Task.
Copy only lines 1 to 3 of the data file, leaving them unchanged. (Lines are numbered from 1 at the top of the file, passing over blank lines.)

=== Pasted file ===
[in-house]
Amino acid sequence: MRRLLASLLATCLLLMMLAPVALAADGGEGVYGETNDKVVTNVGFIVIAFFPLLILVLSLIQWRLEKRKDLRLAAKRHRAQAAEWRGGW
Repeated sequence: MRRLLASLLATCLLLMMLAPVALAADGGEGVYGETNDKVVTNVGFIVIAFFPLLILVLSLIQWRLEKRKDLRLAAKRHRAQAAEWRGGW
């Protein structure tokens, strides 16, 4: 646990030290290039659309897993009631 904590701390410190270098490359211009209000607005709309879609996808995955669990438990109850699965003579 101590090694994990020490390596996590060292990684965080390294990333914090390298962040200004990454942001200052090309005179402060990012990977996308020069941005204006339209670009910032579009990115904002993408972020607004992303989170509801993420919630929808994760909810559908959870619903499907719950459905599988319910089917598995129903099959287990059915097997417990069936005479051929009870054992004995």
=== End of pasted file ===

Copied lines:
[in-house]
Amino acid sequence: MRRLLASLLATCLLLMMLAPVALAADGGEGVYGETNDKVVTNVGFIVIAFFPLLILVLSLIQWRLEKRKDLRLAAKRHRAQAAEWRGGW
Repeated sequence: MRRLLASLLATCLLLMMLAPVALAADGGEGVYGETNDKVVTNVGFIVIAFFPLLILVLSLIQWRLEKRKDLRLAAKRHRAQAAEWRGGW